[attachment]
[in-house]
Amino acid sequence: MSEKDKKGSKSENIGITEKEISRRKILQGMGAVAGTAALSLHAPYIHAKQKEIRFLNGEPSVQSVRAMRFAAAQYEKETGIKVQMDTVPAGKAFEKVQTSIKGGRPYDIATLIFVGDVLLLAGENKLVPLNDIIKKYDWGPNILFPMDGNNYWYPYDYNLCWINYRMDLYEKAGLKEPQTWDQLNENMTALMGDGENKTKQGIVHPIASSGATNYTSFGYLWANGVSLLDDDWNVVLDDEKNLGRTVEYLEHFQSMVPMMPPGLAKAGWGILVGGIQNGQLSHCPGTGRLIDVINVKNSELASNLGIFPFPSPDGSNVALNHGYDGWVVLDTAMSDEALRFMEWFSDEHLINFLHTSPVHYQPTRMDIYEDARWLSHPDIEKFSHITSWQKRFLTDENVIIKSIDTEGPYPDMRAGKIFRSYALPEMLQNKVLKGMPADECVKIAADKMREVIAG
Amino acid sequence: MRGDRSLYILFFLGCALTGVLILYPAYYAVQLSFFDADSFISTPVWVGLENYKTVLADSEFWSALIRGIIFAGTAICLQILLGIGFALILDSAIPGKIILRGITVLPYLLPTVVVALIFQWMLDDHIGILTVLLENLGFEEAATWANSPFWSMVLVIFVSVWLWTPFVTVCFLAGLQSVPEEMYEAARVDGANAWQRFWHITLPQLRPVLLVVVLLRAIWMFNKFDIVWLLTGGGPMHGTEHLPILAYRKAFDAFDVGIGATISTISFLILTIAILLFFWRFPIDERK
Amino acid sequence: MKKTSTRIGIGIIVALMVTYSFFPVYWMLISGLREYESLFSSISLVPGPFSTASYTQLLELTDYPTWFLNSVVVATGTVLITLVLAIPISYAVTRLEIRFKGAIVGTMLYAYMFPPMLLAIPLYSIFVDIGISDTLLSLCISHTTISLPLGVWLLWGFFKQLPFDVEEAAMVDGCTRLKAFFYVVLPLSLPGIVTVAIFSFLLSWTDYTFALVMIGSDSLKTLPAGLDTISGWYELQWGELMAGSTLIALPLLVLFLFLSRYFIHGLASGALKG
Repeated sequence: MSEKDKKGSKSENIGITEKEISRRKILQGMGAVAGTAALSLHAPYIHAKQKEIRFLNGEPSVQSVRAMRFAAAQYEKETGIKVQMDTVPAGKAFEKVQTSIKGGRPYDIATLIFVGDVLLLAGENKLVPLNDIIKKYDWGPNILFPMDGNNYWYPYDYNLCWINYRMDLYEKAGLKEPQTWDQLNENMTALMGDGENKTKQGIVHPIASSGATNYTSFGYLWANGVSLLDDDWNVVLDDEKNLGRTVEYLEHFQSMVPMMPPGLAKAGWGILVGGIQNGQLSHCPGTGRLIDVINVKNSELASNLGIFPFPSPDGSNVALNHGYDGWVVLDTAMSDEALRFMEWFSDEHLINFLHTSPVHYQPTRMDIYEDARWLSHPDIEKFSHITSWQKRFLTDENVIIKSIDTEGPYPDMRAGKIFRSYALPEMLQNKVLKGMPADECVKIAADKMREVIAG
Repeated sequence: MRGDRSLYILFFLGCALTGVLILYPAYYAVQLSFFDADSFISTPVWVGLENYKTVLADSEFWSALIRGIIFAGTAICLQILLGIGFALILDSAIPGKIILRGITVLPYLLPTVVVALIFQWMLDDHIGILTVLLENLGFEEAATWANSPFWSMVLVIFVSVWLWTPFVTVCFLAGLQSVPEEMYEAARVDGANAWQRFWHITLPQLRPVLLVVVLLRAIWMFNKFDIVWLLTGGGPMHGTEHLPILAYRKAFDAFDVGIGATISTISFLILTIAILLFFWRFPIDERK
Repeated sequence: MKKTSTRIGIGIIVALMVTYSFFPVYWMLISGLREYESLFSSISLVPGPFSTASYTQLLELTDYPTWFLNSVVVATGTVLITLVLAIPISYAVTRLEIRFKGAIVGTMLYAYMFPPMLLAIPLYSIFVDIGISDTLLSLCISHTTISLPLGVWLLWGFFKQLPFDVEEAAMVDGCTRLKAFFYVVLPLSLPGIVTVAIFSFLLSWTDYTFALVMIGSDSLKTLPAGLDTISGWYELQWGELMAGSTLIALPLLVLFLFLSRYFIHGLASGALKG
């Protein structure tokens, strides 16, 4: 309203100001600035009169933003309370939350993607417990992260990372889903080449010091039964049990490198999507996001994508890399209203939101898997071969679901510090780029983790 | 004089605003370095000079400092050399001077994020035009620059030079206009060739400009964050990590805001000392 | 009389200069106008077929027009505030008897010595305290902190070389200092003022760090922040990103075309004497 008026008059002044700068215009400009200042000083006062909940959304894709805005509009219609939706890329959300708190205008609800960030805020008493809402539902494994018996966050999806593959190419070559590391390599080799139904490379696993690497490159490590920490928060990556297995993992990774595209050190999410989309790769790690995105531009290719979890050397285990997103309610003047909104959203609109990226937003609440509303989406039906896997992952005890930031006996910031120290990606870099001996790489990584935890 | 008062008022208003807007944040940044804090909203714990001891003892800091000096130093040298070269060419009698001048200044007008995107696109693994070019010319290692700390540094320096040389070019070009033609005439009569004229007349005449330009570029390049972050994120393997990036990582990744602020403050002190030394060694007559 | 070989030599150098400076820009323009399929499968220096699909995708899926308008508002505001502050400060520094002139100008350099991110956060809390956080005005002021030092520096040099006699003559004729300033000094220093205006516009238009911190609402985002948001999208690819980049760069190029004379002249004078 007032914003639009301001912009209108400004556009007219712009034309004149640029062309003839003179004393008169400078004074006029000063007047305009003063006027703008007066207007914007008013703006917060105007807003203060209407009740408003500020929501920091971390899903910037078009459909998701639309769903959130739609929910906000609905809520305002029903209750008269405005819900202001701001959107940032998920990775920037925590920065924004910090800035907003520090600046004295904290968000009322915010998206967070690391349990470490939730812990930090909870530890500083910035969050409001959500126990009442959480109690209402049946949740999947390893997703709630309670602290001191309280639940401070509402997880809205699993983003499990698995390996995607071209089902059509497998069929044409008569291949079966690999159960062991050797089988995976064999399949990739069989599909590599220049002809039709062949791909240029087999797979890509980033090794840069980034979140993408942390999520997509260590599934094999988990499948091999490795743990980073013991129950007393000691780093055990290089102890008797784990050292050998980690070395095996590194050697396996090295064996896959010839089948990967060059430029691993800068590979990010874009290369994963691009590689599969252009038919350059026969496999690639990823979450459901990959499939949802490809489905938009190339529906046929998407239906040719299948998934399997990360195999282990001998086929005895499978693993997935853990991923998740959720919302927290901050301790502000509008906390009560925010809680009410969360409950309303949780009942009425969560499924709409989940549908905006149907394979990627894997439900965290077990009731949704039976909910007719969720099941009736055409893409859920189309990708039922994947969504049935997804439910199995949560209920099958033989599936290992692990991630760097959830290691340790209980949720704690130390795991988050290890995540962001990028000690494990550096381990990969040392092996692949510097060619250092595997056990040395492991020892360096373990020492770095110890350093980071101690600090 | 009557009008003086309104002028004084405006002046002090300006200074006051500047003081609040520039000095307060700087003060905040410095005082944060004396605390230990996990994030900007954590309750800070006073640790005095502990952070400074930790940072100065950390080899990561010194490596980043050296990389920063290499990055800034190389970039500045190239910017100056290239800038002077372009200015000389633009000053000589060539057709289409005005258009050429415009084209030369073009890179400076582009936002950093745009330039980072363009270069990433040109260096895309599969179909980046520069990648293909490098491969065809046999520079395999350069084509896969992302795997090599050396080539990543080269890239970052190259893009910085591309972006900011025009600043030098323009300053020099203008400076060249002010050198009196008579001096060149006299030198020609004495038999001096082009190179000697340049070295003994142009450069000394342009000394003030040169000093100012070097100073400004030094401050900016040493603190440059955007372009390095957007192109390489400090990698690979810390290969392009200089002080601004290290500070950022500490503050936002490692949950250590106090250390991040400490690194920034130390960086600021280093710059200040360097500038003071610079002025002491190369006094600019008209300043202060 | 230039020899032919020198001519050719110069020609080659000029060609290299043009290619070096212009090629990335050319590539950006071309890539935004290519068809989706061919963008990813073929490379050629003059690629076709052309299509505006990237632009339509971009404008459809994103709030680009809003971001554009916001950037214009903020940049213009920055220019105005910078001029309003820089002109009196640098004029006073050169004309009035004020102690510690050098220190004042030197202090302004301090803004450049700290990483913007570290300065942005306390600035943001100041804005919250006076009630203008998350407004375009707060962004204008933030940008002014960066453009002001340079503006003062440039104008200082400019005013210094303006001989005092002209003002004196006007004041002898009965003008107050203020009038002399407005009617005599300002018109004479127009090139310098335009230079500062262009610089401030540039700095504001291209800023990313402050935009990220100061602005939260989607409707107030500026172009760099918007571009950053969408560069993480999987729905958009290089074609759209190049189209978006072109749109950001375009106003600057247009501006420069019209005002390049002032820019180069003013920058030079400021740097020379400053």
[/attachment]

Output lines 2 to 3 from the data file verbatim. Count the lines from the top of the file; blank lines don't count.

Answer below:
Amino acid sequence: MSEKDKKGSKSENIGITEKEISRRKILQGMGAVAGTAALSLHAPYIHAKQKEIRFLNGEPSVQSVRAMRFAAAQYEKETGIKVQMDTVPAGKAFEKVQTSIKGGRPYDIATLIFVGDVLLLAGENKLVPLNDIIKKYDWGPNILFPMDGNNYWYPYDYNLCWINYRMDLYEKAGLKEPQTWDQLNENMTALMGDGENKTKQGIVHPIASSGATNYTSFGYLWANGVSLLDDDWNVVLDDEKNLGRTVEYLEHFQSMVPMMPPGLAKAGWGILVGGIQNGQLSHCPGTGRLIDVINVKNSELASNLGIFPFPSPDGSNVALNHGYDGWVVLDTAMSDEALRFMEWFSDEHLINFLHTSPVHYQPTRMDIYEDARWLSHPDIEKFSHITSWQKRFLTDENVIIKSIDTEGPYPDMRAGKIFRSYALPEMLQNKVLKGMPADECVKIAADKMREVIAG
Amino acid sequence: MRGDRSLYILFFLGCALTGVLILYPAYYAVQLSFFDADSFISTPVWVGLENYKTVLADSEFWSALIRGIIFAGTAICLQILLGIGFALILDSAIPGKIILRGITVLPYLLPTVVVALIFQWMLDDHIGILTVLLENLGFEEAATWANSPFWSMVLVIFVSVWLWTPFVTVCFLAGLQSVPEEMYEAARVDGANAWQRFWHITLPQLRPVLLVVVLLRAIWMFNKFDIVWLLTGGGPMHGTEHLPILAYRKAFDAFDVGIGATISTISFLILTIAILLFFWRFPIDERK